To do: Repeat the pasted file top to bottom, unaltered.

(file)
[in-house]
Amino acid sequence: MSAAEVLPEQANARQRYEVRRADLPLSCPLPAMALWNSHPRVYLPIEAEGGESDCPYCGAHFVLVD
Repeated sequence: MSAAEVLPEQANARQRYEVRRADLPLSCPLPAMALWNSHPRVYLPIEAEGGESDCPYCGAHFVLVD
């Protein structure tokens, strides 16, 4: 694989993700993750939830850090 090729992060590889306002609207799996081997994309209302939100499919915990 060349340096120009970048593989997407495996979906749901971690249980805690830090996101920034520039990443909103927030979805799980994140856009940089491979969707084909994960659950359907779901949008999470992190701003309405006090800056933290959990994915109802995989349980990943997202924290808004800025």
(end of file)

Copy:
[in-house]
Amino acid sequence: MSAAEVLPEQANARQRYEVRRADLPLSCPLPAMALWNSHPRVYLPIEAEGGESDCPYCGAHFVLVD
Repeated sequence: MSAAEVLPEQANARQRYEVRRADLPLSCPLPAMALWNSHPRVYLPIEAEGGESDCPYCGAHFVLVD
């Protein structure tokens, strides 16, 4: 694989993700993750939830850090 090729992060590889306002609207799996081997994309209302939100499919915990 060349340096120009970048593989997407495996979906749901971690249980805690830090996101920034520039990443909103927030979805799980994140856009940089491979969707084909994960659950359907779901949008999470992190701003309405006090800056933290959990994915109802995989349980990943997202924290808004800025």